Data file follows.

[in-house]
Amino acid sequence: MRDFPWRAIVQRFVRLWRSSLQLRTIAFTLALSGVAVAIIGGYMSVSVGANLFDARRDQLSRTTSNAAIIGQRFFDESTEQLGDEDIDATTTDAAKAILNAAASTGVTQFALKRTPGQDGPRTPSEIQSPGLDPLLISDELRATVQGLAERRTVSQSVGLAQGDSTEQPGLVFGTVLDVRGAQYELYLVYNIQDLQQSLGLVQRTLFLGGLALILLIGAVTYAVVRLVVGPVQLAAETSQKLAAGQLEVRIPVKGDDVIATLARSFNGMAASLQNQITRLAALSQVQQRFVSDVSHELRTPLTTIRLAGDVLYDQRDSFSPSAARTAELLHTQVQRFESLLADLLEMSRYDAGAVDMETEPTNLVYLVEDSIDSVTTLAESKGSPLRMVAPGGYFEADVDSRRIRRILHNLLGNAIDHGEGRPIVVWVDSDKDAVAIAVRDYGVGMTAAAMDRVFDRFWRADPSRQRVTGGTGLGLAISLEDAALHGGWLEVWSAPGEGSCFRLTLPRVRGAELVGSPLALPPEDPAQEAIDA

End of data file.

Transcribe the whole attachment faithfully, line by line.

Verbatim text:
[in-house]
Amino acid sequence: MRDFPWRAIVQRFVRLWRSSLQLRTIAFTLALSGVAVAIIGGYMSVSVGANLFDARRDQLSRTTSNAAIIGQRFFDESTEQLGDEDIDATTTDAAKAILNAAASTGVTQFALKRTPGQDGPRTPSEIQSPGLDPLLISDELRATVQGLAERRTVSQSVGLAQGDSTEQPGLVFGTVLDVRGAQYELYLVYNIQDLQQSLGLVQRTLFLGGLALILLIGAVTYAVVRLVVGPVQLAAETSQKLAAGQLEVRIPVKGDDVIATLARSFNGMAASLQNQITRLAALSQVQQRFVSDVSHELRTPLTTIRLAGDVLYDQRDSFSPSAARTAELLHTQVQRFESLLADLLEMSRYDAGAVDMETEPTNLVYLVEDSIDSVTTLAESKGSPLRMVAPGGYFEADVDSRRIRRILHNLLGNAIDHGEGRPIVVWVDSDKDAVAIAVRDYGVGMTAAAMDRVFDRFWRADPSRQRVTGGTGLGLAISLEDAALHGGWLEVWSAPGEGSCFRLTLPRVRGAELVGSPLALPPEDPAQEAIDA